Boss Expects Too Much!

Question to Ask the Workplace Doctors about working two jobs:

I am currently working in a Restaurant for about two months now, give or take about a couple of weeks. I have never worked in a restaurant, so this work area is new to me. Take today for instance; our dishwasher didn’t work today, so I had to do the dishes. I had to remove the plates, cups, trays, etc. to the back to wash them. My boss says that I should stack them on top of one another and bring them in all at once. This is difficult for me because I can’t carry all the plates, so I make multiple trips. He says that is inefficient that I go back and forth so many times. Another time was when I was trying to work more than one table. He expects me to work fast, but I am still a beginner. I’m trying to work faster. I had a previous job and plan to go back next year, but I’m not sure what to do about the restaurant job. I had planned to work two jobs until the end of December. Should I quit now and just stay at my previous job or work the two jobs?

Signed, Trying

Dear Trying:

You sound ambitious. Working two jobs can be stressful–taking time you need to do personal chores, get enough rest, and enjoy breathing. I know it is possible to work two jobs and many people do. They need the money and that might be your situation. In your particular case, working a second job is especially stressful because your second job boss has pressured you to work faster. Can you?In brief, to quit or work two jobs has no one answer. You can survive through December if you continue to work a second job and you can survive if you don’t.

If you do quit, do it with grace and consideration for you boss, giving him time to get someone to replace you. Treat him the way you would like to be treated if you were he. After two months you should know if you can survive for the rest of this month, but not after one day at a new task; taking over the dish washing job for someone absent. That is not enough time to learn a new job. Your boss might not be criticizing when he tells you to make fewer loads and to work faster. Rather he might simply be trying to tell you how to be more efficient. So think of it as a learning experience. If you can, ok. If you cannot after a sufficient time, just do the best you can.

Having a “willing to learn attitude” is probably what your boss wants. Might he expect too much? Possibly. Might he have a habit of speaking abruptly and making you feel incompetent? Probably. Can you accept him for what he is? I don’t know.Do I assume correctly that you are young and have not yet found the kind of work that you like and have not yet developed skills that make finding work easy? If so, the bigger questions are:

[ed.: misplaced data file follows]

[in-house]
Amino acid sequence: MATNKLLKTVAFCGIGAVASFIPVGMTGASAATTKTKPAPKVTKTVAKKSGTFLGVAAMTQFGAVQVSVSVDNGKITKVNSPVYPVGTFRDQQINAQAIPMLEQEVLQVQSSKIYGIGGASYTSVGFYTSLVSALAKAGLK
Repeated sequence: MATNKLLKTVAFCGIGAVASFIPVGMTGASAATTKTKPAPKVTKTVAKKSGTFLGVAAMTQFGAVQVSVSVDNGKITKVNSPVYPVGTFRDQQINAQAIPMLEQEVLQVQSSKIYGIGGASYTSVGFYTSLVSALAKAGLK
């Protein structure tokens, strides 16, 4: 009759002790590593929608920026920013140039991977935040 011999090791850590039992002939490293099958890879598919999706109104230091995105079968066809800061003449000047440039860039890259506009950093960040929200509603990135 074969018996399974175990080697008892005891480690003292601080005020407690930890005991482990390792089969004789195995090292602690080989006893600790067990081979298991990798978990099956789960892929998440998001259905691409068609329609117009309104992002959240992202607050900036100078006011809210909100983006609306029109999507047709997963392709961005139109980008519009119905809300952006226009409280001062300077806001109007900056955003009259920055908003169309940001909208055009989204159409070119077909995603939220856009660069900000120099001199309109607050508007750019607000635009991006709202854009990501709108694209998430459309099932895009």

What skills do you have or might you learn that will enable you to work one job that pays enough to meet your needs? And how does working two jobs affect your family, if you have one, or have plans for one?What kind of work makes you feel good about yourself? Are you on a path to discovering answers to these questions? Answering those questions is not something that can be done in a few minutes. They are a process that should have begun when you were teenage or earlier and they are questions that some people take years to answer.

Working at different kinds of jobs is one way of learning new skills and what you like. We eliminate those that we don’t have and cannot learn skills to do. Taking special training or schooling is another way of learning skills that qualify you for special kinds of work. Some young people find their niche by exploring what jobs are not being done in their communities and they start their own businesses.Yet other questions suggested by your “should I quit or work two jobs”? are: Can I learn to live on the money from just one job? Am I spending wisely; buying healthy food and saving by preparing my own meals or might working two jobs be forcing me to spend more money eating out and paying for more transportation? Do I have a job that has health insurance? Am I able to save some in an investment plan? Perhaps you have already answered these questions or are in the process of doing so.

My best to you in deciding whether to work one job or two and in answering career questions suggested by your question sent to us. Deciding to quit or continue to work two jobs is not a life of death matter. The important thing is: Can you learn to balance to “take your self seriously and not to take yourself too seriously–To pat yourself on the back for the good things you do and to laugh off the bad? –To not be overly self-centered and to be a cheerleader of others? –To not be a clown, but to whistle while you work?Finally, I end these thoughts with a sentence that has become my signature. Think about its meaning today and tomorrow and your work should go better: Working together with hands, head and heart takes and makes big WEGOS.

William Gorden